Passion rules in Japan’s amateur orchestras

by

Special To The Japan Times

Classical music has always been a big part of Ikuo Nakajima’s life. He never became a professional trumpeter, opting instead to become a managing engineer, but that hasn’t stopped him from performing.

“There’s an excitement that only an amateur orchestra can create,” says the 58-year-old, who was one of the founding members of the Japan Gustav Mahler Orchestra (JMO), comprised of nonprofessional musicians. “The flawless performance of a professional orchestra is just too safe. Actually I find it a bit dispassionate and boring.”

Professional musicians have the benefit of being able to practice their craft constantly, so “flawless performances” can come easy. And though Nakajima mentions a sense of “dispassion,” it’s likely that any pro will still profess love for what they do. When music is your hobby, though, then passion is really all that’s driving you to continue.

“We make mistakes sometimes,” he admits, “but there’s also a real joy of music.”

Early in Nakajima’s career as an amateur musician he had the fortune of being conducted by Hisayoshi Inoue, who studied in Vienna under the tutelage of conductors such as Sergiu Celibidache and Gary Bertini. Inoue has also served as an assistant to maestro Seiji Ozawa. Nakajima enjoyed his experience with Inoue and the pair became friends.

They recruited some other friends and formed the JMO in 2001 around a particular love for the work of Austrian composer Mahler (1860-1911). While there are 33 professional orchestras registered with the Association of Japanese Symphony Orchestras, it’s hard to know the exact number of amateur groups. It’s believed there are roughly 500 in Tokyo and more than 1,000 across the country — including those in universities and companies.

Besides a passion for Mahler, what drew Inoue to the group was the same thing that attracted Nakajima: the effort the players put into their craft.

“They spend so much personal time on one program that it will result in a very stirring performance,” the 54-year-old Inoue says, noting that the players will devote their weekends to rehearsing. “Therefore the result can be more touching than what you’d get from a professional orchestra.”

The idea of overcoming a challenge has always appealed to the Japanese and could be a reason why audiences here enjoy seeing nonprofessionals pull off a feat as impressive as a classical music performance. In fact, one recent tour by the Kyoto University Symphony Orchestra sold out shows not only in its hometown of Kyoto, but also in Osaka and Tokyo.

The musicians get a lot out of the experience, too.

“Playing an instrument in an orchestra is totally different from just listening to it,” says violinist Takako Furukawa, a restaurant worker who joined JMO to reignite a love she had for Mahler’s music from her student days.

“You can recognize who does what — the profound sounds of the cello and contrabass, or the timing of the percussion. With other people, I can make great music that is far beyond my capacity as an individual.”

The JMO renamed itself the Mahler Festival Orchestra (MFO) in 2015 and, with the help of the city of Kawasaki, presented Mahler’s Symphony No. 8, one of the conductor’s largest in terms of scale, to a full house at Muza Kawasaki Symphony Hall in February last year. The performance involved 129 people playing instruments, three choirs composed of 189 adults and 88 children, and eight professional singers. Inoue invited members of the resident orchestra for the Berlin State Opera to one of the rehearsals, and he says they were impressed.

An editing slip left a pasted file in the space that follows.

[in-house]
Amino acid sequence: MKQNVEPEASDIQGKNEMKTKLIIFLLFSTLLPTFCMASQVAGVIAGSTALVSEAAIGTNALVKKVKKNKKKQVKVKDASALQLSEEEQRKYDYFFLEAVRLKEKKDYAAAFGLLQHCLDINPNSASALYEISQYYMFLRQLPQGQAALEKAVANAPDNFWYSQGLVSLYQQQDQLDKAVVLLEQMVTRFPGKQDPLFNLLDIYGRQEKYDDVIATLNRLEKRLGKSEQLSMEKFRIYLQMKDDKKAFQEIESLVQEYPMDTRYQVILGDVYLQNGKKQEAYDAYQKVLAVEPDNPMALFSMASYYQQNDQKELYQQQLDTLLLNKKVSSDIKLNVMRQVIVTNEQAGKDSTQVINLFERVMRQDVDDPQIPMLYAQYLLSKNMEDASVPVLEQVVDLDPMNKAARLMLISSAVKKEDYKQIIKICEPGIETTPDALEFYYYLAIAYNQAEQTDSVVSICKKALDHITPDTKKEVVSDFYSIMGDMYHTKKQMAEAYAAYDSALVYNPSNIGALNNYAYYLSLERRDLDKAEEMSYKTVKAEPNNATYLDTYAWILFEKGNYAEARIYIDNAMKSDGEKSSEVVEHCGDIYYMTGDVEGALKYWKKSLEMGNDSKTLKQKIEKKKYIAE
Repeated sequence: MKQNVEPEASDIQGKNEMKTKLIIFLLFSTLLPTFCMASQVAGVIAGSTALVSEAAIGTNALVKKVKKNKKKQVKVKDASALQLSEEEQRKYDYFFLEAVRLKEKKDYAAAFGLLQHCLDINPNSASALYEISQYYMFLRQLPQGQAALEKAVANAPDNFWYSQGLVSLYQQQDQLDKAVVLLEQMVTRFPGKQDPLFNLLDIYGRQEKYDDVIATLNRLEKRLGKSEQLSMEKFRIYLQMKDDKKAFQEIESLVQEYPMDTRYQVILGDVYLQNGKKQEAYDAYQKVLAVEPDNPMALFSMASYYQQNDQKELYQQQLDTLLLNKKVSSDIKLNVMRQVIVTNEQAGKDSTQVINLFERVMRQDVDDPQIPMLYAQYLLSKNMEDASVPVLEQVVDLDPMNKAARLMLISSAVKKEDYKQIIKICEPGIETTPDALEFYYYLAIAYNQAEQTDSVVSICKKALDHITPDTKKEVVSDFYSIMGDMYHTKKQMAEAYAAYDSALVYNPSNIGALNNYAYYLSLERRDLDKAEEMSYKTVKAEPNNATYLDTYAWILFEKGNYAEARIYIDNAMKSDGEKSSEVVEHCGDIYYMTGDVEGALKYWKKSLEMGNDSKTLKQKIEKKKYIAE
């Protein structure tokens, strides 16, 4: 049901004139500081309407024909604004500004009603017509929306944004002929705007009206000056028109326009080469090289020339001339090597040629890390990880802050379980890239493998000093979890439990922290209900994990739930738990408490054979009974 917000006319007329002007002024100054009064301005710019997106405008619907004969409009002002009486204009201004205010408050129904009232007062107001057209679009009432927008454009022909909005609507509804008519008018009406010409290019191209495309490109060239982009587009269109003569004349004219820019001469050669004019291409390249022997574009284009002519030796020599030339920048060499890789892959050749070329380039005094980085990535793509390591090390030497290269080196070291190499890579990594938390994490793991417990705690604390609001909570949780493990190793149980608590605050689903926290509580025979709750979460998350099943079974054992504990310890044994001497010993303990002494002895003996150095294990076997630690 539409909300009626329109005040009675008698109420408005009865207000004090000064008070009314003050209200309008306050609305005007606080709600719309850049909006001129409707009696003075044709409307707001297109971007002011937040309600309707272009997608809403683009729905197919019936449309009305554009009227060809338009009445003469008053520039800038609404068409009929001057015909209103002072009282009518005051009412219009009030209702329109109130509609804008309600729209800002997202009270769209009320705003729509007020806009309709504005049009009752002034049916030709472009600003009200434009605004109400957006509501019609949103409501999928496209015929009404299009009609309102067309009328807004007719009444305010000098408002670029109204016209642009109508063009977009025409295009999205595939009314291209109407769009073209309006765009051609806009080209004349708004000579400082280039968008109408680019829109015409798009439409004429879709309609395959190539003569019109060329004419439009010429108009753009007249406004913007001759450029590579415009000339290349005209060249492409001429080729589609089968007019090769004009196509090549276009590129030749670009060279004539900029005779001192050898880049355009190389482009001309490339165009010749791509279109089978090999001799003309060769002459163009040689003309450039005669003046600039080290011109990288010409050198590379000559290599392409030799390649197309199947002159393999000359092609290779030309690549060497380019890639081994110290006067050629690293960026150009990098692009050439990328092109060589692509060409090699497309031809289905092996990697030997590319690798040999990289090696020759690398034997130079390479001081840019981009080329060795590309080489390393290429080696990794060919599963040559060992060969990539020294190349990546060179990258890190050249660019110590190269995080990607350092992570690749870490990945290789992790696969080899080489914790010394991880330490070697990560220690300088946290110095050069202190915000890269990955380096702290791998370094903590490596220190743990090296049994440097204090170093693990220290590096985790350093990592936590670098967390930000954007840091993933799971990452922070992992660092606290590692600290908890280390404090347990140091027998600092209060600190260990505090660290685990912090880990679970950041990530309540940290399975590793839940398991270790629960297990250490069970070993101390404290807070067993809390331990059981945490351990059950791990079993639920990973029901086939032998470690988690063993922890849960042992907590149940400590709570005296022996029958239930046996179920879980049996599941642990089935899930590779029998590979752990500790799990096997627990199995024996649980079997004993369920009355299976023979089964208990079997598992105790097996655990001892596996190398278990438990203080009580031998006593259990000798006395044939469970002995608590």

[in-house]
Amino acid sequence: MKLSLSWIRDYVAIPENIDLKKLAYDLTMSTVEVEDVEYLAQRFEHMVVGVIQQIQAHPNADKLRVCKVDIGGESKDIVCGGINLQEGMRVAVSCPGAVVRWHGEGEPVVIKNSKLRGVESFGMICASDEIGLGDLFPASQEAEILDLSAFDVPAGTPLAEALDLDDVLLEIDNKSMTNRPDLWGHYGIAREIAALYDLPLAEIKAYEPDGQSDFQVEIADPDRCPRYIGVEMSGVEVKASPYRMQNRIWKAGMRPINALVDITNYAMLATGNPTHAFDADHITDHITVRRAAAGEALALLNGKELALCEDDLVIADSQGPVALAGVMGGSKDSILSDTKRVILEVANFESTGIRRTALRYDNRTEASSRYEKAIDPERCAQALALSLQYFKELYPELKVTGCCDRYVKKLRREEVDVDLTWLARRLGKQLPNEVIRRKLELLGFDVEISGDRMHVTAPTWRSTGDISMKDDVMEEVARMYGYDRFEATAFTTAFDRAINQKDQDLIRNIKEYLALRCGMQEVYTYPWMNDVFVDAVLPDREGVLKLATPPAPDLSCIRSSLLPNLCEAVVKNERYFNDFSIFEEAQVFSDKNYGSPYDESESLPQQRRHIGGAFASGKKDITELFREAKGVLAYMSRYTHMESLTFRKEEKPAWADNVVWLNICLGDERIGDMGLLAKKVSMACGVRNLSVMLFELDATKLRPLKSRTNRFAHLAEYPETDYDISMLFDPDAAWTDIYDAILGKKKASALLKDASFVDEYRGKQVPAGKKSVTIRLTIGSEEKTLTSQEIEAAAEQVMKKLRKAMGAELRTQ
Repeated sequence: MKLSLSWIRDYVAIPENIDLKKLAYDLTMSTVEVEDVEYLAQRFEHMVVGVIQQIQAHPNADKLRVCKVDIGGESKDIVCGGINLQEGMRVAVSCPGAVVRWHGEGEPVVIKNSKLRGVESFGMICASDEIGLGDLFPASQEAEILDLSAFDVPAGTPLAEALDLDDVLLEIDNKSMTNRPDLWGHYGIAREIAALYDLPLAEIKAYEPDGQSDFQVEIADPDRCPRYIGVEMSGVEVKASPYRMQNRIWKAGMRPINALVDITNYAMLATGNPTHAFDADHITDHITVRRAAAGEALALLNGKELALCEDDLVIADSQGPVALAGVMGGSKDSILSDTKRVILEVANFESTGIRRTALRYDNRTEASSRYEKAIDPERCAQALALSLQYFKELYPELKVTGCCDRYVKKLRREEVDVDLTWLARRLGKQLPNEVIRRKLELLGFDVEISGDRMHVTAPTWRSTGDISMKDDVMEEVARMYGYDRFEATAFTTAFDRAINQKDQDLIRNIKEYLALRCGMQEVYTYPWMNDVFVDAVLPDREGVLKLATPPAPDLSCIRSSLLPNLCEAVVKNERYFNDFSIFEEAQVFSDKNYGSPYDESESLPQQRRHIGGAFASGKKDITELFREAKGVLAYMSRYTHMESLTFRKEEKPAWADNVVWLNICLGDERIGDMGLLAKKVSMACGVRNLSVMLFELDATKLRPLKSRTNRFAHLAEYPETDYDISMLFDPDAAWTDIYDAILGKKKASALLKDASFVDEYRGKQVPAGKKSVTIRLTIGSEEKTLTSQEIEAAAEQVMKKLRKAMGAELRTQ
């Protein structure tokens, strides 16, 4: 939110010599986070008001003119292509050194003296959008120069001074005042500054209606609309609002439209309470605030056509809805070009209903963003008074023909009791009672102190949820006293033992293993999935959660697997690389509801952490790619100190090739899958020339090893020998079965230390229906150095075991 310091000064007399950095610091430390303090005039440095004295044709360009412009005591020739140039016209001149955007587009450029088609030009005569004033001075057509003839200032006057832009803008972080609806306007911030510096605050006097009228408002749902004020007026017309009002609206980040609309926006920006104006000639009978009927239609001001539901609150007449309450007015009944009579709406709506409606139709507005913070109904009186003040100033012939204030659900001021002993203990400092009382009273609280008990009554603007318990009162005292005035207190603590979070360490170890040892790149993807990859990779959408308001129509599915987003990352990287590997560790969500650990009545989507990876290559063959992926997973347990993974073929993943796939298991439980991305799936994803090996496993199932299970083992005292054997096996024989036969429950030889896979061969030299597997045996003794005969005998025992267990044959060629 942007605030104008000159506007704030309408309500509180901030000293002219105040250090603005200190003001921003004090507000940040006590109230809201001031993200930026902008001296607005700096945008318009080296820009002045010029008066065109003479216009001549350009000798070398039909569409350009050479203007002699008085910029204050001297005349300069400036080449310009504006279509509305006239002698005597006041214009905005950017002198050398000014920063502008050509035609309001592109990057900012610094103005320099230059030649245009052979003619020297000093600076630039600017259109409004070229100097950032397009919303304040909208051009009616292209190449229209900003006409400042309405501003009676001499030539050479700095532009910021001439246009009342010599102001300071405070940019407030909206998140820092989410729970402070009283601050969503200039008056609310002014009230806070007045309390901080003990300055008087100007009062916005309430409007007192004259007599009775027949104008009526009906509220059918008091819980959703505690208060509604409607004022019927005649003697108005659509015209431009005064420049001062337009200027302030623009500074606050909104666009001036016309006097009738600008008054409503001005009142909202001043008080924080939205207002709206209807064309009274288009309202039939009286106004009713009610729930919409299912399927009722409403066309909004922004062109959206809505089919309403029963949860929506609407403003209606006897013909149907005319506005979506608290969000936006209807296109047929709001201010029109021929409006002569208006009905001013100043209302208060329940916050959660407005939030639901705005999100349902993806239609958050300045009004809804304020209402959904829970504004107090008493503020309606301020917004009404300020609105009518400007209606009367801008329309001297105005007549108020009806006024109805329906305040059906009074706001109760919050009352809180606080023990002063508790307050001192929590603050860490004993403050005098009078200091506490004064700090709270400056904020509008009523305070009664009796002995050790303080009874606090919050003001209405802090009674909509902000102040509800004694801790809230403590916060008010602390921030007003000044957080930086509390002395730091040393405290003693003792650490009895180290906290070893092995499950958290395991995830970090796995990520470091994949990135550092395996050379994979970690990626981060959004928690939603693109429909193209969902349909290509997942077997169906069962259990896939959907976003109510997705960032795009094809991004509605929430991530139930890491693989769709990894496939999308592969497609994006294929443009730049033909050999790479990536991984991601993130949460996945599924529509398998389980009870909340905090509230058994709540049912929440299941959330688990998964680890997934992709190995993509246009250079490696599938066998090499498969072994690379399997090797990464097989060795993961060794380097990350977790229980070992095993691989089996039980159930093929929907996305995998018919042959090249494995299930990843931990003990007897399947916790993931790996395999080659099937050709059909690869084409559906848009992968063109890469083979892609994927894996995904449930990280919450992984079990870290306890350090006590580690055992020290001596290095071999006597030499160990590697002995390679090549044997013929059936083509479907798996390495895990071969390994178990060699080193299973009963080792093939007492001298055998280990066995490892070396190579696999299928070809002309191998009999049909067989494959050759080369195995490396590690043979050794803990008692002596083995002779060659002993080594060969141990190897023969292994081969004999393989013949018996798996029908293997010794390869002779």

In fact, thanks to Inoue’s connections, the MFO often gets the chance to collaborate with professional musicians.

“It’s amazing that we have opportunities to perform with first-class musicians,” says violinist Mitsuko Omura, who works as a full-time translator.

Inoue thinks it’s beneficial for the amateurs to be able to talk about music with the professional players, but he also thinks the pros are equally impressed with the wealth of nonmusical experiences the amateurs bring to their craft. One such professional is violinist Chiyoko Otsu, who regularly provides support to the amateur orchestra as a trainer.

“Sometimes it’s not so easy, but the passion for music shared with Inoue and the orchestra’s members really motivates me,” Otsu says.

After a triumphant performance at Muza Kawasaki last year, the MFO is set to return to the venue to perform on Feb. 12. The upcoming show will feature a collaboration with Berlin-based musician Riyo Uemura, who will play a violin concerto by Austrian-born composer Erich Wolfgang Korngold (1897-1957). The main program will be Mahler’s Symphony No. 5.

“Amateur orchestra members take a long time to work on a piece, so we are able to share our thoughts more deeply during the process of making it,” Inoue says. “It’s exciting to go through it all with people who aren’t too entrenched in musical institutions.”


Ticket giveaway

The Mahler Festival Orchestra would like to give away five pairs of tickets to its Feb. 12 performance to Japan Times readers. To apply for tickets, send an email by Feb. 10 to: mahlerfestivalorchestra@gmail.com.

The 14th regular concert of the Mahler Festival Orchestra will take place at Muza Kawasaki Symphony Hall in Kawasaki on Feb. 12 (6 p.m.; ¥2,000; 0422-45-1585). For more information, visit www.mahlerfestivalorchestra.com.